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Volume # 2(117), March - April 2018 — "Application of alkaline metal fluorides for doping of aluminum "
Received: March 2018

DOI 10.17677/fn20714807.2018.02.02

Fluorine Notes, 2018, 117, 3-4

Application of Alkaline Metal Fluorides for Doping of Aluminum

Skachkov V.М., Pasechnik L.А., Yatsenko S.P.

Institute of Solid State Chemistry UB RAS,91, Pervomaiaskaya st, Ekaterinburg, 620990 (Russia)

е-mail: vms@weburg.me

Abstract. High-temperature exchange reactions between liquid aluminum and fluoride salt systems containing scandium, yttrium, zirconium, and hafnium compounds have been studied. High-temperature reactions in other salt systems have been compared. Advantages and disadvantages of application of alkaline metal fluorides for doping of aluminum have been shown.

Keywords: salt melt, aluminum, scandium, yttrium, zirconium, hafnium, high-temperature exchange reactions

Introduction

In construction, mechanical engineering, aircraft building, rocket production, and many other sectors of the national economy they use mainly aluminum alloys since pure aluminum has poor technical characteristics, and doping of aluminum alloys with rare-earth scattered elements finds an ever-greater application, which considerably improves their service properties [1,2]. Small additions of scandium, yttrium, zirconium, and hafnium restrict grain growth of aluminum alloys, stabilize the crystal structure at high temperatures, increase the mechanical and corrosion properties, and improve weldability and plasticity. The presence of only 0.3 wt.% Sc increases the tensile strength of annealed aluminum sheets from 55 to 240 MPa, and in Al-5%Mg alloy – from 260 to 400 MPa. The effect of scandium manifests itself at smaller concentrations in the presence of zirconium. Yttrium additions of not more than 0.1 wt.% reduce the oxidation rate, especially in hard aluminum alloys. Hafnium in aluminum alloys binds such harmful impurities as iron, alkaline metals etc. into intermetallic compounds (IMC). The introduction of 1 wt.% Hf leads to the production of ultrastrong alloys exhibiting enhanced resistance to vibrational damage; such alloys have a grain size of ~ 40-50 nm [3-10]. Aluminum is usually doped by introducing master alloys, that can be obtained by different methods, into a melt. A good review of scandium doping methods is given by researchers of the Institute of High-Temperature Electrochemistry UB RAS in work [11]. The aluminothermal method for doping of aluminum and aluminum-based alloys, both castable and wrought, holds much promise. It is not obvious that high-temperature exchange reactions in salt melts can be used to introduce refractory, scattered, and rare metals into aluminum. The authors have doped aluminum with small additions (less than 1 wt.%) of scandium, yttrium, zirconium, and hafnium.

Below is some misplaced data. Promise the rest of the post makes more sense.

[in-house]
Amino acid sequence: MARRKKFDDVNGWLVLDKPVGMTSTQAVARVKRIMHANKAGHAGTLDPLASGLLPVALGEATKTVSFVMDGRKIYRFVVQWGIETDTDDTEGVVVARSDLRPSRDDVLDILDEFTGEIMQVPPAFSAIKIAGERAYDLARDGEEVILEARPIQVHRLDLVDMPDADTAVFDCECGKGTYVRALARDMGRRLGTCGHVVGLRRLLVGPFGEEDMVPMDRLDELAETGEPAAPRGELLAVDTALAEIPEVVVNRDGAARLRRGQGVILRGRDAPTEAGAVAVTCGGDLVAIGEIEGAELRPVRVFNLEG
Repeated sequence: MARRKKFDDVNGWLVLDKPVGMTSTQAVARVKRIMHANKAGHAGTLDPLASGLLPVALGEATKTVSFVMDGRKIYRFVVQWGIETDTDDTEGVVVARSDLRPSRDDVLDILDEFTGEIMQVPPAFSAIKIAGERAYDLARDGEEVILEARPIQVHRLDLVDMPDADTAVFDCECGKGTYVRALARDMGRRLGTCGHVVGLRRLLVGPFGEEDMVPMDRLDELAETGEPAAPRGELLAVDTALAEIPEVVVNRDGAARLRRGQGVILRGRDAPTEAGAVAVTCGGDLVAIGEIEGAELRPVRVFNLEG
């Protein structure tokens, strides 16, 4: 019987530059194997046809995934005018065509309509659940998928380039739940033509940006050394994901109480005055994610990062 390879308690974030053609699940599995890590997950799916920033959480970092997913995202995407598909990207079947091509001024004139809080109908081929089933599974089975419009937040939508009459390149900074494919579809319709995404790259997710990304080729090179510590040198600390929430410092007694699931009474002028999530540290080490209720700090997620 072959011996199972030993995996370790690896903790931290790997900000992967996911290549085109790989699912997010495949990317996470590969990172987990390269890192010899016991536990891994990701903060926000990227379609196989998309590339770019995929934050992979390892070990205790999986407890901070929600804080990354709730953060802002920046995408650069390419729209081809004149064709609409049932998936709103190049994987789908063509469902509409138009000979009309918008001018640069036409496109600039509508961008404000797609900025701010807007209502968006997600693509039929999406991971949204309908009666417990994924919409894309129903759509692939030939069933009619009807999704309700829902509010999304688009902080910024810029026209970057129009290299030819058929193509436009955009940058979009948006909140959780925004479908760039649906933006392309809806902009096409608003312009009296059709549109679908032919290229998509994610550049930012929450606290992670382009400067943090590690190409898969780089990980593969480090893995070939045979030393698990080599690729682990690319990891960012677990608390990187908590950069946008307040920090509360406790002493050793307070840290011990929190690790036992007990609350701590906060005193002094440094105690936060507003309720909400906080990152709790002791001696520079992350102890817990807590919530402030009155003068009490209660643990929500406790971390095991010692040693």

Experimental

Melting of salts and high-temperature exchange reactions were carried out in a Nabertherm L 9/11 muffle furnace. X-ray phase analysis (XPA) of melted (reaction) salts was performed on Shimadzu and DRON-2.0 diffractometers in CuK radiation with the angle interval 10° ≤ 2Θ ≤ 70°, a scanning step of 0.03°, and 2 s time in point. The phases were identified using the Powder Diffraction File JCPDSD-ICDD PDF2 (sets 1-47). The produced reaction salts were ground in an agate mortar and stored in an desiccator. The high-temperature exchange reactions were carried out in alundum crucibles at 750-780 °С; the salts were fed into the aluminum melt by means of a laboratory-scale injection plant (Fig. 1), and bottled carbon dioxide served as a transporting agent. The elemental analysis of the melts was performed on a Spectromass 2000 mass-spectrometer with inductively bound plasma.


Fig. 1. The diagram of the laboratory plant for injection of reaction salts into aluminum salt: 1 – crucible for aluminum; 2 – single-nozzle tuyere; 3 – salt powder; 4 – plug; 5 – accelerating nozzle; 6 – pulse gate; СО2 – protective gas; Al – liquid aluminum

Granular aluminum (p.a.) TU 6-09-02-529-92; NaF (p.a.) GOST 4463-76; KF (pure) GOST 20 848-75; Sc2O3 (pure) TU 48-4-417-87; Y2O3 (pure) TU 48-4-191-72; ZrO2 (pure) TU 6-09-2486-77; HfO2 (pure) TU 48-4-201-72 were used for synthesis.

Results and discussion

The application of aluminothermal methods for the production of master alloys and alloys by injection of a gas-powder suspension through aluminum melt has been comprehensively examined by the authors and described in [12]. The suspension consists of inert gas (argon Ar or carbon dioxide CO2) and a ground salt mixture of sodium fluoride and potassium chloride with additions of aluminum fluoride, which contains oxides or fluorides of metals introduced into the alloy at 700-900 С. A corresponding patent [13] has been acquired, and aluminum-scandium alloys have been obtained by the injection method in industrial furnaces at JS KUMZ, which was described in [14].

Mixtures of alkaline metal salts dissolve oxides and fluorides of other metals during melting forming complex compounds that easily interact with molten aluminum. This makes it possible not to use such expensive compounds as for example potassium fluozirconates (hafnates). The application of sodium and potassium fluoride melts for the dissolution of oxides holds much promise, which is demonstrated with an example of scandium oxide solubility in different salt systems (Fig. 2, curve 8). It was determined from the XPA data (Fig. 3) that scandium oxide dissolves during melting with sodium and potassium fluorides forming 2-potassium sodium hexafluoroscandiate (scandium cryolite-elpasolite) K2NaScF6. Yttrium oxide behaves in similar salt mixtures like scandium oxide. Zirconium and hafnium dissolve giving rise to oxyfluorides of variable composition, in much the same way as they behave during the formation of oxyfluorides from their dioxides when treated with concentrated solutions of hydrofluoric acid. As a result, Hf(Zr)F4∙nH2O is precipitated, and oxyfluorides are formed during drying in air at 200-250 С. The products of their thermal decomposition are Hf4F12O2 and Zr4F10O3.